Bread Blankets: Flour Sack Towel Tutorial

I have had it in my mind to make these “Bread Blankets” for sometime.  I bake a lot of bread, rolls, and especially our secret family recipe Orange Rolls.  I like to cover my rising dough with a light weight flour sack towel.  The white towels are so plain and boring, so I decided to embellish the towels.  The Clementine fabric from Blend lends itself so well to my orange roll making – so I knew I wanted an orange on the towel.  Since the recipe is my mother-in-law’s, I decided to send her one of these Bread Blankets for Mother’s Day.
Supplies:
2 1/2″ x WOF strip of fabric for the ruffle
Small pieces of fabric for the appliqué
22″ lace
Heat n Bond Lite Fusible appliqué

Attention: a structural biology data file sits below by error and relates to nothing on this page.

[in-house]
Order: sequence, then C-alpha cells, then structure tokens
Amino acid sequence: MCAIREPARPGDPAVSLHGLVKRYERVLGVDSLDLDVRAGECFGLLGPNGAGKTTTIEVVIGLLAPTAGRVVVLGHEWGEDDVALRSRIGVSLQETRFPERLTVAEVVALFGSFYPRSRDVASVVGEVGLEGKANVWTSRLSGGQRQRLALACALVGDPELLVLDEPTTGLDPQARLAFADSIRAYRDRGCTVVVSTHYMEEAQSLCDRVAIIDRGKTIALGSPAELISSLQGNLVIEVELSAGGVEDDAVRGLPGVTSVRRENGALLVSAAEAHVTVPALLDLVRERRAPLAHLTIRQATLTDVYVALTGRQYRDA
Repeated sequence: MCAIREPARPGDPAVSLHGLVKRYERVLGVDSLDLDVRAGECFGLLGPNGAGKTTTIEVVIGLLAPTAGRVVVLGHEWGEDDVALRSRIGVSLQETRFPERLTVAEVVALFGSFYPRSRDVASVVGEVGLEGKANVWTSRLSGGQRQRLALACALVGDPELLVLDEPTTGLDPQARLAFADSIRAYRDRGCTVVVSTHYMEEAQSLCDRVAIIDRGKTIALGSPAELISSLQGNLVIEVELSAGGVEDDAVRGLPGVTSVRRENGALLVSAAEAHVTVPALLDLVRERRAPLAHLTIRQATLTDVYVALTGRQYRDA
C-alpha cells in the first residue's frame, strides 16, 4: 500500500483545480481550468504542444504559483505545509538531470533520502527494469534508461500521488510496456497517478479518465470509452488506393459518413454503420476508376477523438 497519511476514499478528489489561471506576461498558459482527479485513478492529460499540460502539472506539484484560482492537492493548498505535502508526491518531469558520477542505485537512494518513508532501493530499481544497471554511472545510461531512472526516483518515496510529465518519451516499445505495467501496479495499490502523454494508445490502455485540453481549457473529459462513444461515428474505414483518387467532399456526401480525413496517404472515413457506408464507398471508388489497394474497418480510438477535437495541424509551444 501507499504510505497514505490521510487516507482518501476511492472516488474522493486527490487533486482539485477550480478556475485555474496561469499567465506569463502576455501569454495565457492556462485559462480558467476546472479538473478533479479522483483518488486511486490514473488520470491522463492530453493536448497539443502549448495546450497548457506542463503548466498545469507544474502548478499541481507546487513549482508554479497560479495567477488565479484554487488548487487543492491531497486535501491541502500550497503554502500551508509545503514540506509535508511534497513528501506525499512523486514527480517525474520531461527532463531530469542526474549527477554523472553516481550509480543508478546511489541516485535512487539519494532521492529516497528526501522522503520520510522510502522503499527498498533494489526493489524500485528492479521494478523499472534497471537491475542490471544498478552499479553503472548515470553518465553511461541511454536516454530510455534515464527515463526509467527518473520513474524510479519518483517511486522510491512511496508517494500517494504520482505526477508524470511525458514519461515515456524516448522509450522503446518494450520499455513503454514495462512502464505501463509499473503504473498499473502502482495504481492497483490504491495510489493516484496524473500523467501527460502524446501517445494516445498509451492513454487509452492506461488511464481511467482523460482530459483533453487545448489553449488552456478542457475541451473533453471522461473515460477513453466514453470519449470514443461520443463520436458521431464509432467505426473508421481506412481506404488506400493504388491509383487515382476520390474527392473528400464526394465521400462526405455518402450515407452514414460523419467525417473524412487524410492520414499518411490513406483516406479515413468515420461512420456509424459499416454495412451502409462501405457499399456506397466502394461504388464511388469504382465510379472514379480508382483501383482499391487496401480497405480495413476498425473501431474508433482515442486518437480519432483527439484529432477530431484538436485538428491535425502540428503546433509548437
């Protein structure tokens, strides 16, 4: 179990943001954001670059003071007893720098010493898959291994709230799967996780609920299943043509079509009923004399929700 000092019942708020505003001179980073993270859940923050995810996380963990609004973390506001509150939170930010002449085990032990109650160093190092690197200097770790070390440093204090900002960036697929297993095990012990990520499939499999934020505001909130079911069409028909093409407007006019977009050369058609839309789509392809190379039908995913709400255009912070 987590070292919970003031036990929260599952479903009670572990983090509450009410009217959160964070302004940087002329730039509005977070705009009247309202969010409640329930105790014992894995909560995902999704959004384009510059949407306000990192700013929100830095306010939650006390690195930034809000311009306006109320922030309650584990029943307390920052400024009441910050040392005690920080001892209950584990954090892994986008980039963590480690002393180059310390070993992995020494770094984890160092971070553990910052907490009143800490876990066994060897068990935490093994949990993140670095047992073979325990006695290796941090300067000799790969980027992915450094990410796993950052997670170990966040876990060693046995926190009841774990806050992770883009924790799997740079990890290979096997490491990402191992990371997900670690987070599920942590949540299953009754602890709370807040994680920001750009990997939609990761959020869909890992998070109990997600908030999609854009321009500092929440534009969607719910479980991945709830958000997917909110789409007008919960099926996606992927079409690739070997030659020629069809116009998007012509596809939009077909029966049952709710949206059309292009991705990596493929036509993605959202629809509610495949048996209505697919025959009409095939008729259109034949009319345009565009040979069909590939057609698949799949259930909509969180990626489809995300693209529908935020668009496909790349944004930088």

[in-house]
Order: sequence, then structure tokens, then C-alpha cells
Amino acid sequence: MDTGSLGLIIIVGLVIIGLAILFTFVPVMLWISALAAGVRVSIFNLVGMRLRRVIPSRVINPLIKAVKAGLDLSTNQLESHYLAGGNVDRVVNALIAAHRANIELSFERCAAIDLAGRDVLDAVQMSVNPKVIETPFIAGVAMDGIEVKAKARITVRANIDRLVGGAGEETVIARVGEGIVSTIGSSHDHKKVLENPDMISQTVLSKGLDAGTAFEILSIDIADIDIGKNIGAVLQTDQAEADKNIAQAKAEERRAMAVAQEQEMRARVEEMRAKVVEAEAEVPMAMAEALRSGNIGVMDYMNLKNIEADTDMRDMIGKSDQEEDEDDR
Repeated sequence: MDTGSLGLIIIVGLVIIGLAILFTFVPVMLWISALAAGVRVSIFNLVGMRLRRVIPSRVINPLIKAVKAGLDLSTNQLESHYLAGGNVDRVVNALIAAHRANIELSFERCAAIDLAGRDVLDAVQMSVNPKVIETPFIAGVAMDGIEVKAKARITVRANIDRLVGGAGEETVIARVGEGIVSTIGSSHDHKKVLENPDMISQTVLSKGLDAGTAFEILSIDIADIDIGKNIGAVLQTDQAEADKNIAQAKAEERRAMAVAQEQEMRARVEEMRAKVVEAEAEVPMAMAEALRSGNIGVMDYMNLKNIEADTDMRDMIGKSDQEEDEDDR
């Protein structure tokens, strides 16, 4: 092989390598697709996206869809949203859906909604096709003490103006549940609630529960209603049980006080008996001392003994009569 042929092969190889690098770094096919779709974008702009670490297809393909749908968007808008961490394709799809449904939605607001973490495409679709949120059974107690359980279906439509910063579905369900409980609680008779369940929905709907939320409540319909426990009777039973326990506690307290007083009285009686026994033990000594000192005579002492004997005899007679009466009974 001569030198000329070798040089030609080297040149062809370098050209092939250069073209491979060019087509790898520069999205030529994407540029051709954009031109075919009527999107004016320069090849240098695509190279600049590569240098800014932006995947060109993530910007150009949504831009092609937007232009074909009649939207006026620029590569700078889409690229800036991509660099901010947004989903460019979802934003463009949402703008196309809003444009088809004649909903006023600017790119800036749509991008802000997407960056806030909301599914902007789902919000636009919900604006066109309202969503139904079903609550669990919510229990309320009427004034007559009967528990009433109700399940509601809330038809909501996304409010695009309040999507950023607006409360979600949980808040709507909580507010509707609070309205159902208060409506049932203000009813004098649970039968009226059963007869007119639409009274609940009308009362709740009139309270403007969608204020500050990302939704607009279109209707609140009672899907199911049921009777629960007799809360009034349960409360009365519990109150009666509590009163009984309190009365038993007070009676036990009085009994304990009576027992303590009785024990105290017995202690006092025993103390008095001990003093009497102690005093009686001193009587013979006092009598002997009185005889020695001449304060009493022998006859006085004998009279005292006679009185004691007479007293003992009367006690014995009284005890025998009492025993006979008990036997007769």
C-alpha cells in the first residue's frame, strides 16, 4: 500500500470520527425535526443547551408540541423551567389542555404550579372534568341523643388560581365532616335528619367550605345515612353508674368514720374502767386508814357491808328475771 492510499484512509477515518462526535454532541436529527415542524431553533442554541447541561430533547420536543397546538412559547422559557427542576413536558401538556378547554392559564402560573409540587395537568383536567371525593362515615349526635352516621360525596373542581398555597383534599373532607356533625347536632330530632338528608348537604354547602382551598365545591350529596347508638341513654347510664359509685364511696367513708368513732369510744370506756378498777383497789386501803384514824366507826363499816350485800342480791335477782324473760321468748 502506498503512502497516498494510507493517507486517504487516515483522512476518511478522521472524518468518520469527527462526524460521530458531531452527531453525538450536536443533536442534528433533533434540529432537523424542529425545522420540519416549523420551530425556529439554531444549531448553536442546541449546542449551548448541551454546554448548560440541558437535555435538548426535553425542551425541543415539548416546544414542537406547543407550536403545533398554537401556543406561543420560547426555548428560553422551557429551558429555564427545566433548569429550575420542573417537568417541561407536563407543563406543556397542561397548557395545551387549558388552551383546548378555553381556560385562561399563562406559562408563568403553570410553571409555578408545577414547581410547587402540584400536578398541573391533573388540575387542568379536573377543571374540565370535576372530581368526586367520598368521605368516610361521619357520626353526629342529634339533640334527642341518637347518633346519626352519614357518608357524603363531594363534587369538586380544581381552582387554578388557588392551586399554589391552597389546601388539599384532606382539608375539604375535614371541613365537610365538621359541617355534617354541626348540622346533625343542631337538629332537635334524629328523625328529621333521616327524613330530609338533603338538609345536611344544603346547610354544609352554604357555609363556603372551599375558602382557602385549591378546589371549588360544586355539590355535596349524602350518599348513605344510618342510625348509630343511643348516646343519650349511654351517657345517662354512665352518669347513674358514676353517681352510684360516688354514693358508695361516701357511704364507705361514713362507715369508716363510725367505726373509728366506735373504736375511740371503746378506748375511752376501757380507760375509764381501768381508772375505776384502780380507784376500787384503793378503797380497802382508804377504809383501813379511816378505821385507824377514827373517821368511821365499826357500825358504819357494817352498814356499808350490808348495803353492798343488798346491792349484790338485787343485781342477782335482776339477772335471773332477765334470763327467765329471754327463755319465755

Flour Sack Towel
Orange pattern, download HERE
When you open your flour sack towels, toss them in the wash and dry them, then press them.  They will be very wonky.
The towels are much larger than the cookie sheet trays or a bowl of rising dough.  Cut the towel as desired, I cut mine 26″ x 20″.  Sew a rolled hem on both sides, then sew a rolled hem on the top and bottom.
Cut your ruffle fabric 2 1/2″ x WOF

Sew a rolled hem in the bottom:

Gather the fabric using a ruffling foot – or you can gather by hand.

This will make extra ruffle.  Cut the ruffle 1/2″ longer than the towel on each side.  Fold the ends of the ruffle in 1/4″ and 1/4″ again and sew a little seam.

Pin into place.  You can position your ruffle where ever you like it, of course you can add more ruffles or change up the design.  Stitch along the gathering stitch.

Pin the lace into place and sew using matching thread.

Print the pattern and trace it onto the Heat n Bond Lite.  The pattern is already printed in reverse.  Iron the Heat n Bond to the wrong side of the orange, leaf, and stem fabric.  Cut out along the pattern line, peel off the backing and press into place.  Outline stitch in black thread 2 times around the shapes.